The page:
Previous election results have shown that the party that wins a majority of seats (105 seats) in north Karnataka invariably forms the government. This time, the Congress appears to have gained an edge in coastal Karnataka, which had become the pocket borough of the BJP in recent decades. The moderate Hindu vote appears to have clearly moved away from the BJP after the infamous pub attack, birthday party attack and crude efforts to create social disharmony and, thereby, a Hindutva laboratory.
Yeddyurappa has practically no influence in the coastal belt as his community hardly has any presence there.
But not only has the Congress failed to capitalise on the BJP’s failure, the party has lacked a strategy in everything it has done so far — from selection of candidates to the campaign. It has just not been able to match, or even come close to, what the two master-strategists in the state — Yeddyurappa and HD Kumaraswamy of the JD(S) — have done.
“We honestly believed the Congress strategy will be to practically take over Bangalore or, at least, reduce us to single digit. But they have gifted us nearly nine seats," a senior BJP leader says with a broad grin. Top Congress leaders, including state party chief G Parameshwara and leader of opposition in the assembly Siddaramaiah, can share the blame if the party does not upstage BJP in the state capital, which has 28 seats besides four in Bangalore Rural.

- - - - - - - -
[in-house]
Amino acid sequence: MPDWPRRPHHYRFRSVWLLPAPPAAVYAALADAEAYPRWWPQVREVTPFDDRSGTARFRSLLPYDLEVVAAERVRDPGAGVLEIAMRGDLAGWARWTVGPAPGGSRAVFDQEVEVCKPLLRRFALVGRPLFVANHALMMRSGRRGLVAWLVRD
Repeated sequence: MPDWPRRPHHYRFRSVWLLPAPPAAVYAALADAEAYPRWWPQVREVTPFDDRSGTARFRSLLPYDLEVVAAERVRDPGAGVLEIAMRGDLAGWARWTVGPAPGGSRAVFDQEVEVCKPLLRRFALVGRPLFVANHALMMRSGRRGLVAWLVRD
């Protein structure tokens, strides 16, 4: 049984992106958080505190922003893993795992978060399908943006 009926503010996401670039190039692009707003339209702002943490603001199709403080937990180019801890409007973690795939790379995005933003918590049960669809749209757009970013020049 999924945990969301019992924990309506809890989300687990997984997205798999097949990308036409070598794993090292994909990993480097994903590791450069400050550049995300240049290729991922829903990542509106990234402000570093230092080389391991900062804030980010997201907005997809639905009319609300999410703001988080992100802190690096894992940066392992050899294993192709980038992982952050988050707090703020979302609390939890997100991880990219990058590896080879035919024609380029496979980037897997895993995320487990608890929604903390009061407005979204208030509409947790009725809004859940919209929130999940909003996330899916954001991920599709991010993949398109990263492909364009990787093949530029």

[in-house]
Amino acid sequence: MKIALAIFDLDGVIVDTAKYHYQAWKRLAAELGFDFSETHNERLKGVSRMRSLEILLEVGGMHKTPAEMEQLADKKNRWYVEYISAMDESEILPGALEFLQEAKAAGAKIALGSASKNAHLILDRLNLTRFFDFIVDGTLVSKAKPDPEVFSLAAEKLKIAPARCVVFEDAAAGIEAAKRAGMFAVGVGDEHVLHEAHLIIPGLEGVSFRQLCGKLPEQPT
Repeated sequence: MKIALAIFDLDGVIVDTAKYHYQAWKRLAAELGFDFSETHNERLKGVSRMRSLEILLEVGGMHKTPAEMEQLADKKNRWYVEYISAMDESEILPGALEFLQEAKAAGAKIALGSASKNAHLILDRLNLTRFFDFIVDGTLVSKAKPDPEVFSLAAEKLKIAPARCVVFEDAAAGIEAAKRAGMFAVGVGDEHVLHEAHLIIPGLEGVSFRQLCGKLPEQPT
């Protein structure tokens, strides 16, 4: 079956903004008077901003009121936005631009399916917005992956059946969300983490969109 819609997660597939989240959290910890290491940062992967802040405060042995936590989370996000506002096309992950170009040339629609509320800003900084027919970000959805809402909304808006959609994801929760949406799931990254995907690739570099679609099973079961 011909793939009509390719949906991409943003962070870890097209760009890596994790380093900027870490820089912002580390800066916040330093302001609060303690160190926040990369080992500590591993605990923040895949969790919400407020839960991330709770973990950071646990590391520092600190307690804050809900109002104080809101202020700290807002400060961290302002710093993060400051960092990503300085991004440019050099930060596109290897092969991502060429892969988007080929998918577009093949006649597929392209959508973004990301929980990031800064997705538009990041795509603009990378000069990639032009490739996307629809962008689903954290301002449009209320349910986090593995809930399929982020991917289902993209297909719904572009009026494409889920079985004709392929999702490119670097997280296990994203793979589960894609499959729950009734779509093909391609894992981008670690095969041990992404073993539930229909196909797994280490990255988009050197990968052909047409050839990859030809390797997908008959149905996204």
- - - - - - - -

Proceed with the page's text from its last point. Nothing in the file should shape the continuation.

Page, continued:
JD(S) sitting pretty
But it is in the Old Mysore region that the Congress is facing the toughest of battles, fighting the JD (S). Infighting in the party has not spared even the home district of the former chief minister and external affairs minister SM Krishna. All this has only brought a smile on the faces of the father-son duo of HD Deve Gowda and Kumaraswamy as they campaign vigorously in the Vokkaliga-dominated region. (The Vokkaligas are the other major caste group in Karnataka apart from the Lingayats).
Their hold over their community votes and some strategic planning in some pockets of Hyderabad-Karnataka and other parts of the state has made Kumaraswamy make a significant remark. He has made it plain that he would like to be the chief minister in the event of a hung assembly.
What this means is that even if JD(S) doubles its tally from the 2008 figure of 28, he would be the senior partner in a coalition. It is obvious that the Congress would treat him as a junior partner in such an event as it is sure to gain more than the 80 seats it had secured in the last election. There is not much love lost between the two after Kumaraswamy engineered the collapse of the Congress-JD(S) coalition in 2006 and made way for the BJP to gain ground. Given this background, Kumaraswamy could, possibly, be looking at a coalition with the BJP which, in any case, is without his friend-turned-foe, Yeddyurappa.
It is under these circumstances that the Congress focus has shifted to constituencies where it is fighting its very own partymen. How it fares in these troublesome constituencies will determine its final push to reach the magic figure of 112, the half-way mark in the Assembly. Until, of course, the heavy anti-incumbency against the BJP is an invisible wave that will get the Congress a comfortable majority.